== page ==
Jonah had gone out and sat down at a place east of the city. There he made himself a shelter, sat in its shade and waited to see what would happen to the city. Then the LORD God provided a leafy plant and made it grow up over Jonah to give shade for his head to ease his discomfort, and Jonah was very happy about the plant. But at dawn the next day God provided a worm, which chewed the plant so that it withered. When the sun rose, God provided a scorching east wind, and the sun blazed on Jonah’s head so that he grew faint. He wanted to die, and said, “It would be better for me to die than to live.”
But God said to Jonah, “Is it right for you to be angry about the plant?”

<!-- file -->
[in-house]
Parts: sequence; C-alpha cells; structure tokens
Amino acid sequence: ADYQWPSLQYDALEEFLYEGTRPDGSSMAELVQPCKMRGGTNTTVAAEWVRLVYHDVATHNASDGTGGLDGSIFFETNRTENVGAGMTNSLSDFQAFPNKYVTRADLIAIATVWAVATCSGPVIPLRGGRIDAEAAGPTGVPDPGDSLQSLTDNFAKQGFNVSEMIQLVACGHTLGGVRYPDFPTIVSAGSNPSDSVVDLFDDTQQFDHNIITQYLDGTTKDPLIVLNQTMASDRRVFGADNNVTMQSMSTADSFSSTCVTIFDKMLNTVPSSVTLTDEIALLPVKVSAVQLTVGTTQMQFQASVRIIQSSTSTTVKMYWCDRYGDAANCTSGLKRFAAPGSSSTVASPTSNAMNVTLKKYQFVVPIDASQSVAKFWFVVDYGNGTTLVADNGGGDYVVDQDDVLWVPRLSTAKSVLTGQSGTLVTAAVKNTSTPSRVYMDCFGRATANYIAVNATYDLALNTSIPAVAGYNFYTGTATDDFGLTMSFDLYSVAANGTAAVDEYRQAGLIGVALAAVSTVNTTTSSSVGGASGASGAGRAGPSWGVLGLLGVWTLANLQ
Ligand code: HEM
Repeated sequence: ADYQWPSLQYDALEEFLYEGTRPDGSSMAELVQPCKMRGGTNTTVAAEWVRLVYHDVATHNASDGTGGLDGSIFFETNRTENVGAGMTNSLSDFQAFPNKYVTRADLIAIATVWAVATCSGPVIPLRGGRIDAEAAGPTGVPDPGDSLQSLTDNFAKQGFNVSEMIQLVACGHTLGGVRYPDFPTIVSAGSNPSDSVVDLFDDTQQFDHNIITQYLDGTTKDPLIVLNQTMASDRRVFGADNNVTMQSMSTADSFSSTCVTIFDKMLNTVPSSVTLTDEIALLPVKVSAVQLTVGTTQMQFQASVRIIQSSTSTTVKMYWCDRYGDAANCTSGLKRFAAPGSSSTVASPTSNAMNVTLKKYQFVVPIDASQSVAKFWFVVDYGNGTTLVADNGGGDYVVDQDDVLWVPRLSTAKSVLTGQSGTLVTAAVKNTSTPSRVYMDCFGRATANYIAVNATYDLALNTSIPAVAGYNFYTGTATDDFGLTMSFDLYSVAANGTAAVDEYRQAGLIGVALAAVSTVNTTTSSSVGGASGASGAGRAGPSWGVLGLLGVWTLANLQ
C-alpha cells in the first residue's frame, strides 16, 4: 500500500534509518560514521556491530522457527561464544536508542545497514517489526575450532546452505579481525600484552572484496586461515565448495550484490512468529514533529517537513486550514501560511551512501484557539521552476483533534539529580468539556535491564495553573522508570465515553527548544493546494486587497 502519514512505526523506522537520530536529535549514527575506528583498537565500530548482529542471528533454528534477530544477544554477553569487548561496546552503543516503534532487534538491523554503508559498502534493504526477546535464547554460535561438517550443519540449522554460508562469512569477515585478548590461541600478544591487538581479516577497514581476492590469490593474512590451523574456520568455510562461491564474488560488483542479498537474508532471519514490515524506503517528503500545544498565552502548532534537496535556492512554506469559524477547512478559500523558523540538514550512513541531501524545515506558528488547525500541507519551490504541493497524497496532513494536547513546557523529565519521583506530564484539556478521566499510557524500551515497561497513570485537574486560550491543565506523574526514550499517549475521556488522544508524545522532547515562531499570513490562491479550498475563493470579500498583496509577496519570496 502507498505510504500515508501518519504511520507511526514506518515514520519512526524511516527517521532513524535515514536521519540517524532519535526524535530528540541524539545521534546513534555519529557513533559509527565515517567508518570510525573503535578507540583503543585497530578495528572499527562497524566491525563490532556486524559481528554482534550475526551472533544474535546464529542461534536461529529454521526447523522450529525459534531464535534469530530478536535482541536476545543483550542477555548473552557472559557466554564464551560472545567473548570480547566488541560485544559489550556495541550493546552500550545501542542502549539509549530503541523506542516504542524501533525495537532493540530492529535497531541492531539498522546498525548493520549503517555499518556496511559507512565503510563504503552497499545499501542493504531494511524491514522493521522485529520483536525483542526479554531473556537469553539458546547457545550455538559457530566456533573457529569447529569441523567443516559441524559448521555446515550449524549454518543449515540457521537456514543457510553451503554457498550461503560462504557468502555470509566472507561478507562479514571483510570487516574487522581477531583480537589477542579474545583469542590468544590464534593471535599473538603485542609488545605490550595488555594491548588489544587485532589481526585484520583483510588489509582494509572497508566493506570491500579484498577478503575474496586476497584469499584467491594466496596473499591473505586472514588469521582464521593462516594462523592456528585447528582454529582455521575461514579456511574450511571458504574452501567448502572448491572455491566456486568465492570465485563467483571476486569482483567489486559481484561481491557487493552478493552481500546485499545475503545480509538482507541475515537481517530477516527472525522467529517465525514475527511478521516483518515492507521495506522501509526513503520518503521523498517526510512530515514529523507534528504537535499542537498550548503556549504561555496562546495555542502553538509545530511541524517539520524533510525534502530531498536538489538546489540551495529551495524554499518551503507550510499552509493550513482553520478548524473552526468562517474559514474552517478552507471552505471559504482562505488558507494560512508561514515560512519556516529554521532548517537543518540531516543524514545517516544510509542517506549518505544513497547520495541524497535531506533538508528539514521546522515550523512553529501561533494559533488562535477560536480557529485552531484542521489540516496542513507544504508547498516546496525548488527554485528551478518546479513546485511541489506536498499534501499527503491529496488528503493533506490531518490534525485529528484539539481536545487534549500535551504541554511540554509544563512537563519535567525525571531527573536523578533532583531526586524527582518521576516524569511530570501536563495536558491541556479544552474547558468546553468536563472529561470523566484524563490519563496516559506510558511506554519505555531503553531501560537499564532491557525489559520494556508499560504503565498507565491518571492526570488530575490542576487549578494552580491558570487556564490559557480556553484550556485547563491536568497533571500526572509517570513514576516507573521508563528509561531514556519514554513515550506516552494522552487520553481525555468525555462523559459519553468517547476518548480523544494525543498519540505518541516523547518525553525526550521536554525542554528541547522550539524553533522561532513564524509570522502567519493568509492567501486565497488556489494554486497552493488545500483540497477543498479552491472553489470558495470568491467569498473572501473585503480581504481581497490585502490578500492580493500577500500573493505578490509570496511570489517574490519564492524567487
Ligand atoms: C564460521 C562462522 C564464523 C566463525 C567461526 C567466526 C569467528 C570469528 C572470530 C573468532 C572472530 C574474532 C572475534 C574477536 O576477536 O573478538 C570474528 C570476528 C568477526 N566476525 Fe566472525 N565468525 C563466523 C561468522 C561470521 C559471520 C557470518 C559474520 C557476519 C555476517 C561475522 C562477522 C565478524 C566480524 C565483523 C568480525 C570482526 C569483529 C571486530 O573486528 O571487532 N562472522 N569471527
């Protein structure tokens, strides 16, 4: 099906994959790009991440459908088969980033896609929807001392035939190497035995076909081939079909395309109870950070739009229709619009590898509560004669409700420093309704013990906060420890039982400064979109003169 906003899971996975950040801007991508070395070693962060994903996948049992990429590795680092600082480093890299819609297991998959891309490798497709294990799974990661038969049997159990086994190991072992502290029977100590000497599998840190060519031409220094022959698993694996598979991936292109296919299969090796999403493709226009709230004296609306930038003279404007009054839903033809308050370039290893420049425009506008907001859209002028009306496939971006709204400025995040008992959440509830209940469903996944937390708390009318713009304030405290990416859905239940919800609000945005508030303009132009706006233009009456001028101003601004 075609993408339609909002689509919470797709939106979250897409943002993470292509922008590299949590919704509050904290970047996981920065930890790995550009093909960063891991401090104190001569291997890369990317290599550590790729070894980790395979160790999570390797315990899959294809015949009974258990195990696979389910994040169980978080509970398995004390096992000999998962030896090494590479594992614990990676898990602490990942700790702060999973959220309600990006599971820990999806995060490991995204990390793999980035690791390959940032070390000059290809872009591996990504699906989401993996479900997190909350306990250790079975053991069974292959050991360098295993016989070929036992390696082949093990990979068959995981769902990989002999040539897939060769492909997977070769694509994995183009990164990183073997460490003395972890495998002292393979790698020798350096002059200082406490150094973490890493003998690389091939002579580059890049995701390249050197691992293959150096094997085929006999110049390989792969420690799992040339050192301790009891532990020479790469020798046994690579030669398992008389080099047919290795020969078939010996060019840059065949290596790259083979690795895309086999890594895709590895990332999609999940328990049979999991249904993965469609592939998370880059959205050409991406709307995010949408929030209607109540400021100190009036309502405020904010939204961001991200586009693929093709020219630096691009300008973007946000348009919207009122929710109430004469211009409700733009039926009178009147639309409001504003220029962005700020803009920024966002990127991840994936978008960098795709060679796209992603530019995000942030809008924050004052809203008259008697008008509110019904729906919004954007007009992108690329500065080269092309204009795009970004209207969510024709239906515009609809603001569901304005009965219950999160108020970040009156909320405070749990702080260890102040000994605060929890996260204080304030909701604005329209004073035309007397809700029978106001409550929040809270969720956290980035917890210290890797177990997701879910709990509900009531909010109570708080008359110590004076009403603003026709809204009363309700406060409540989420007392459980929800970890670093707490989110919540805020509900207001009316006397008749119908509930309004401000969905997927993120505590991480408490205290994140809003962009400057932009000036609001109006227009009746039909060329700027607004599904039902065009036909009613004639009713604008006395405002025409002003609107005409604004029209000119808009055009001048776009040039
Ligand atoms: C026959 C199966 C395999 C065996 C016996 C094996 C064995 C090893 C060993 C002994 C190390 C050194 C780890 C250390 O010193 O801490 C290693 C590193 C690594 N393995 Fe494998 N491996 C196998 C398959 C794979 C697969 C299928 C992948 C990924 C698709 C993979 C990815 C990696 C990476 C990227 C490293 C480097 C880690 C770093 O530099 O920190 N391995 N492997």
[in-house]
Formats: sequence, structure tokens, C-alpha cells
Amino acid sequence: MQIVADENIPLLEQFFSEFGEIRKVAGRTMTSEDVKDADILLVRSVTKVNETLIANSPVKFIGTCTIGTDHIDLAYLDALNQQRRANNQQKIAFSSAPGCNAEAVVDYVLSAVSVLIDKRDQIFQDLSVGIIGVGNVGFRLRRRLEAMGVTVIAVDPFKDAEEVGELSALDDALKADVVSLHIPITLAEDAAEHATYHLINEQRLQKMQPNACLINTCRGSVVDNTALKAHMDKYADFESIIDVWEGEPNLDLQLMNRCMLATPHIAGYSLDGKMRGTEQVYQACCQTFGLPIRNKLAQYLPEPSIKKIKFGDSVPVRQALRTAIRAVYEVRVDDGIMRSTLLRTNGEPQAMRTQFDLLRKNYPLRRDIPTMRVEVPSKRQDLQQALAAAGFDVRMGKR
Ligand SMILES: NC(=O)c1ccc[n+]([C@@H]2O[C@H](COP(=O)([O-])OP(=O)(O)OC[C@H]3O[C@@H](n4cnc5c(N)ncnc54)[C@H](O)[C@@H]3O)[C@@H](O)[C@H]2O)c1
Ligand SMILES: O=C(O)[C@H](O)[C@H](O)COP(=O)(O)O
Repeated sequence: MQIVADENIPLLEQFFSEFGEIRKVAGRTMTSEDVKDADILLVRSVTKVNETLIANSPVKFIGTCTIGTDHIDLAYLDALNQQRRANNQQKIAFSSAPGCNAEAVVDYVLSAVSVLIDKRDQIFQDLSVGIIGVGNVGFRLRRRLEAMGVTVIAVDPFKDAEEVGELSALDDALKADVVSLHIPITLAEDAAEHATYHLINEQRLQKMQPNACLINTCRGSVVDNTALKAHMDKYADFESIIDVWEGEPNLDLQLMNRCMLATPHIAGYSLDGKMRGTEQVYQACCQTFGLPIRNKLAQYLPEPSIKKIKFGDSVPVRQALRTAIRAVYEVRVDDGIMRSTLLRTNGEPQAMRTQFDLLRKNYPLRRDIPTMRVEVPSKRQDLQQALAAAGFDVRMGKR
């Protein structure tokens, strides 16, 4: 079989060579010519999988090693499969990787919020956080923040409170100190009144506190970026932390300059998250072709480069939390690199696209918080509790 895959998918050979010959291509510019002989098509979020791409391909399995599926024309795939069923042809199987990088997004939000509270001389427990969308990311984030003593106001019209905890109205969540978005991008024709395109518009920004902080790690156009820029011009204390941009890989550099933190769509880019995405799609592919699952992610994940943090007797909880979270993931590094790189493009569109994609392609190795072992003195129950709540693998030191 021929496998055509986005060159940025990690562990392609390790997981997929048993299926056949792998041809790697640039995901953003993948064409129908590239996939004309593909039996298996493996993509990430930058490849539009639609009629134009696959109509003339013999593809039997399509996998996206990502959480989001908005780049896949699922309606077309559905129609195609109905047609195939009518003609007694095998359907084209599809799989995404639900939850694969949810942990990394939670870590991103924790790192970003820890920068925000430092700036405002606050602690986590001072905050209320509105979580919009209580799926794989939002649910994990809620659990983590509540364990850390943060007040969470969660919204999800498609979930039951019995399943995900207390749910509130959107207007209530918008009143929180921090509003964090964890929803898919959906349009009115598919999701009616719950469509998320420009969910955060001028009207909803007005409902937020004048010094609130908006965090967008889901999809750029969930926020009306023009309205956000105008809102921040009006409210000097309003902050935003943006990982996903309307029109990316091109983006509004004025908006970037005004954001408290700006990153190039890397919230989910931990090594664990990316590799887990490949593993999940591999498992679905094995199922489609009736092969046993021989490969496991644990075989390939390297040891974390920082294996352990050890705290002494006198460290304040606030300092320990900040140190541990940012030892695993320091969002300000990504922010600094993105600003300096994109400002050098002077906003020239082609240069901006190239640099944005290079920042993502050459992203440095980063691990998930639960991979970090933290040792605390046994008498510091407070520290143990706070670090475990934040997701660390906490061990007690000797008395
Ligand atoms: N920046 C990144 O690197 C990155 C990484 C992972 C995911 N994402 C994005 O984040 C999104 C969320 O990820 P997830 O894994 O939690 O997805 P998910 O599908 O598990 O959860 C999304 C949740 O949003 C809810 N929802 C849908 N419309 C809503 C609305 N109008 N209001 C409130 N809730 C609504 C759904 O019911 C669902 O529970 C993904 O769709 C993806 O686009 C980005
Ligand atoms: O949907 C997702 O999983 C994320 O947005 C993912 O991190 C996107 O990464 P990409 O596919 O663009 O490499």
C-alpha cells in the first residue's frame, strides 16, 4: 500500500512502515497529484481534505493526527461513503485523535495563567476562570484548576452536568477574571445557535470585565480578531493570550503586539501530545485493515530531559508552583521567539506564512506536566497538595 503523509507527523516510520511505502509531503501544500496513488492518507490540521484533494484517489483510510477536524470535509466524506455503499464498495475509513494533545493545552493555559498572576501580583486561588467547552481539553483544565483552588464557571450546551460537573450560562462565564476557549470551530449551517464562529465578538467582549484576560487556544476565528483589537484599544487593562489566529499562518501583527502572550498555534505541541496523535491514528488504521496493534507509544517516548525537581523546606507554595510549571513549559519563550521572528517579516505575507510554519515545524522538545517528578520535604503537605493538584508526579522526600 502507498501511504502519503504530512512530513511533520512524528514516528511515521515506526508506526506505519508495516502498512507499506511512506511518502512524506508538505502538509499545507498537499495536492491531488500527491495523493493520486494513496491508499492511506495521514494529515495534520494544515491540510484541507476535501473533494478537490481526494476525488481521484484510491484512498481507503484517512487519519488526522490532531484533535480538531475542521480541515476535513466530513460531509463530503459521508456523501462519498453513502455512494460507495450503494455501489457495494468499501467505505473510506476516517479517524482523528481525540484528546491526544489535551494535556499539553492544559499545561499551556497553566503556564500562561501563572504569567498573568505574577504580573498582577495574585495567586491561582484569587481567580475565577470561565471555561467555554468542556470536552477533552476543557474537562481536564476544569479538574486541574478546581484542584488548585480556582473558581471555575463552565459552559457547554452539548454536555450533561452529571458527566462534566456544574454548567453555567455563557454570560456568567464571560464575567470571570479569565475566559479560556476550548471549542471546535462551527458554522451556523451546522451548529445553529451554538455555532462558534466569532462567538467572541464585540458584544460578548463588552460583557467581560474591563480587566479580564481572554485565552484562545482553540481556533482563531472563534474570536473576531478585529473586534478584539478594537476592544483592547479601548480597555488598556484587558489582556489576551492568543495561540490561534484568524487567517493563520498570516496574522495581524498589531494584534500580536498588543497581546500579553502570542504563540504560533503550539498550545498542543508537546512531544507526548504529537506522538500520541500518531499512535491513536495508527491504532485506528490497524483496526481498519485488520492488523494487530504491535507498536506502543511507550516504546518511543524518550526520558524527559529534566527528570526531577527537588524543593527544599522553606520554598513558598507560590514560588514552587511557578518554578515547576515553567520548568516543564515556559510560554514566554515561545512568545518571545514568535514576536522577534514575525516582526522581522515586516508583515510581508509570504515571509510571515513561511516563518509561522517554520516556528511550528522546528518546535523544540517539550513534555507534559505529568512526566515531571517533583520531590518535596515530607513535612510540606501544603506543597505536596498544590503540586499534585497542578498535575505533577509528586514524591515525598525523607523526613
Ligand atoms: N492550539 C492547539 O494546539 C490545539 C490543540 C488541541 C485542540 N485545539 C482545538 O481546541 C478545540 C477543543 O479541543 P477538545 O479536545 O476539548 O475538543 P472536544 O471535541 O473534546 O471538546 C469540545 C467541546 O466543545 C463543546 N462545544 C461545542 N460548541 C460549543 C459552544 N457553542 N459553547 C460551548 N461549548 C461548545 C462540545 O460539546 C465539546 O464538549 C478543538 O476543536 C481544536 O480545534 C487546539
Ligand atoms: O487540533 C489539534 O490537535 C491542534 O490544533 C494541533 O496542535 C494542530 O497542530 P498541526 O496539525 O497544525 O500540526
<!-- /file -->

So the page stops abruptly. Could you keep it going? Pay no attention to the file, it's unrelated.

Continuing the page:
“It is,” he said. “And I’m so angry I wish I were dead.”
But the LORD said, “You have been concerned about this plant, though you did not tend it or make it grow. It sprang up overnight and died overnight. And should I not have concern for the great city of Nineveh, in which there are more than a hundred and twenty thousand people who cannot tell their right hand from their left—and also many animals?”
In my last post I shared about how I had finally passed the accession interview and was approved for immediate appointment as a chaplain, thus reaching a goal I have been faithfully pursuing for the past seven years or so. But something happened that day that seemed to overshadow that event and rob me of the joy I should've felt in finally being able to wear the cross. Allow me to explain: